Note that copies of both a covered entity’s incident response plan and its BCDR plan must be distributed to or accessible by all employees necessary to implement them. Under the Second Amendment, a covered entity must provide relevant training on both its incident response plan and BCDR plan to all employees who are necessary to implement such plans, test both plans at least annually “with all staff and management critical to the response,” and “revise the plan as necessary.”

In addition, under Section 500.3, the required contents of a covered entity’s written cybersecurity policies must be approved at least annually by the senior governing body or a senior officer. Section 500.3 requires covered entities to develop, document, and implement procedures in accordance with those policies. Specifically, a covered entity’s policies must now address data retention, asset and device end of life management, remote access controls, security awareness and training, systems and application security, incident notification, and vulnerability management.

Further, Section 500.13 requires each covered entity to implement written policies and procedures designed to produce and maintain a “complete, accurate and documented asset inventory” of the covered entity’s information systems. Those policies and procedures must include a method to track each asset’s owner, location, classification or sensitivity, support expiration date, and recovery time objectives, along with establishing the frequency required for updating and validating the asset inventory.

Lastly, Section 500.5 expands the Cybersecurity Regulation’s requirements with respect to vulnerability management. Specifically, it requires covered entities to develop and implement written cybersecurity policies and procedures specifically for vulnerability management. The Second Amendment requires that those policies and procedures ensure that the covered entity (1) conduct annual penetration testing of information systems “from both inside and outside the systems’ boundaries by a qualified internal or external party,” and (2) conduct automated scans of information systems, and a manual review of other systems at a frequency determined by its risk assessment, as well as after any material system changes.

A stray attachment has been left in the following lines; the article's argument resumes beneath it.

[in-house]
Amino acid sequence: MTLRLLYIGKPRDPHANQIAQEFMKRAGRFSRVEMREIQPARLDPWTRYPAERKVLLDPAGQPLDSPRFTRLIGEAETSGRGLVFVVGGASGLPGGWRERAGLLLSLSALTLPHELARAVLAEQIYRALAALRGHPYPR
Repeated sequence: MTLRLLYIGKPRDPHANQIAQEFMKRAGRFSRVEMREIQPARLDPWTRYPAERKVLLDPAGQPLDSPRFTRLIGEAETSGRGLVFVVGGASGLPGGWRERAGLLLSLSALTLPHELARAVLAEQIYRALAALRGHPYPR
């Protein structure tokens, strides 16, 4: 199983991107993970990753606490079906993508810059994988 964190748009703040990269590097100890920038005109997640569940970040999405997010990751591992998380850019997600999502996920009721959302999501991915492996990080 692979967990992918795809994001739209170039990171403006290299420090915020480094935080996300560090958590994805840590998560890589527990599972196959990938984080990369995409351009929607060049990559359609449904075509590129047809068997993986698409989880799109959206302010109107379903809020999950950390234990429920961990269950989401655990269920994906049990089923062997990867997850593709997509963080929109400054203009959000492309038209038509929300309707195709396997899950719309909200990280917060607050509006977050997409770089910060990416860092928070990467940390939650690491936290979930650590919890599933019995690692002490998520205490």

Access Controls for Privileged Accounts

Section 500.7 has new and expanded requirements regarding access controls. The Second Amendment requires covered entities to limit the number of privileged accounts, and limit access functions and use of privileged accounts to only those persons for which access is necessary, periodically review access privileges (at least annually) to remove unnecessary access credentials or accounts, disable or securely configure protocols that permit remote control of devices, and promptly terminate access following departures.

Multi-factor Authentication (“MFA”)

Section 500.12 has been amended to require a covered entity to use MFA for any individual accessing a covered entity’s information systems. A covered entity’s CISO may, however, approve in writing the use of reasonably equivalent or more secure compensating controls for purposes of accessing the covered entity’s internal network from an external network. In such instances, the CISO must review the alternative controls at least annually.

Compliance Certification

Covered entities continue to be subject to a requirement that they certify their compliance with the Cybersecurity Regulation annually to NYDFS. That certification must (1) certify “material compliance” based upon data and documentation to demonstrate that material compliance, and (2) be signed by both the CISO and the highest ranking executive of the covered entity.